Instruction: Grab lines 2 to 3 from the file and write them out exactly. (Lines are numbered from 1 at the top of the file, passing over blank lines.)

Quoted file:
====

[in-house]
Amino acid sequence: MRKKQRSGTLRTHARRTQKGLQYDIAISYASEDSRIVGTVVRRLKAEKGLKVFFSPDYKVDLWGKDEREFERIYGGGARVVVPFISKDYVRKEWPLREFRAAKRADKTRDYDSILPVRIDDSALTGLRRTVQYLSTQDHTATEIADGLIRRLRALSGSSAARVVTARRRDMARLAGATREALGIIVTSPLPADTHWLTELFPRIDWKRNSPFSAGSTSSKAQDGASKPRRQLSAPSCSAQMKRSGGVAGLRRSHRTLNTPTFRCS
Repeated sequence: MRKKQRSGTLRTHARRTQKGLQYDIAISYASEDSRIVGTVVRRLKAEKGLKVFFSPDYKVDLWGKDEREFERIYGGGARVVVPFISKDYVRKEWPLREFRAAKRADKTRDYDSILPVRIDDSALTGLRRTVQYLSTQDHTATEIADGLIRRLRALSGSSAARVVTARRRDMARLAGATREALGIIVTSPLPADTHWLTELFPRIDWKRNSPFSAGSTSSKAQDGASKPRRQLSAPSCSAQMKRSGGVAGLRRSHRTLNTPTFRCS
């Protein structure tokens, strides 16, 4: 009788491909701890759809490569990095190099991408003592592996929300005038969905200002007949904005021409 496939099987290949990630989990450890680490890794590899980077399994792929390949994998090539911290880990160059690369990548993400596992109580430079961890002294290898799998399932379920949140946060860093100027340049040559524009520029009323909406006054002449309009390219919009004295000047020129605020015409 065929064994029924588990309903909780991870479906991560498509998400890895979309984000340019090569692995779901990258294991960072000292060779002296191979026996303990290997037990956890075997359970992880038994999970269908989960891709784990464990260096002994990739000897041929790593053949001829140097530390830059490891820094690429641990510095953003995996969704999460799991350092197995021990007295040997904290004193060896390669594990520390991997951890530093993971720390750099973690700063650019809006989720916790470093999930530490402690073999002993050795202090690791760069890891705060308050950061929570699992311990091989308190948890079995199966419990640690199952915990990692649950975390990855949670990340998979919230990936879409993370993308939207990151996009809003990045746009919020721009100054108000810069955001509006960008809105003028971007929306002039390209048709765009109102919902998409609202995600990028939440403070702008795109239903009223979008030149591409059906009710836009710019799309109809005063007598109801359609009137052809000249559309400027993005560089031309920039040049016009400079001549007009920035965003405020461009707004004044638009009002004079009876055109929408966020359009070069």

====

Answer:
Amino acid sequence: MRKKQRSGTLRTHARRTQKGLQYDIAISYASEDSRIVGTVVRRLKAEKGLKVFFSPDYKVDLWGKDEREFERIYGGGARVVVPFISKDYVRKEWPLREFRAAKRADKTRDYDSILPVRIDDSALTGLRRTVQYLSTQDHTATEIADGLIRRLRALSGSSAARVVTARRRDMARLAGATREALGIIVTSPLPADTHWLTELFPRIDWKRNSPFSAGSTSSKAQDGASKPRRQLSAPSCSAQMKRSGGVAGLRRSHRTLNTPTFRCS
Repeated sequence: MRKKQRSGTLRTHARRTQKGLQYDIAISYASEDSRIVGTVVRRLKAEKGLKVFFSPDYKVDLWGKDEREFERIYGGGARVVVPFISKDYVRKEWPLREFRAAKRADKTRDYDSILPVRIDDSALTGLRRTVQYLSTQDHTATEIADGLIRRLRALSGSSAARVVTARRRDMARLAGATREALGIIVTSPLPADTHWLTELFPRIDWKRNSPFSAGSTSSKAQDGASKPRRQLSAPSCSAQMKRSGGVAGLRRSHRTLNTPTFRCS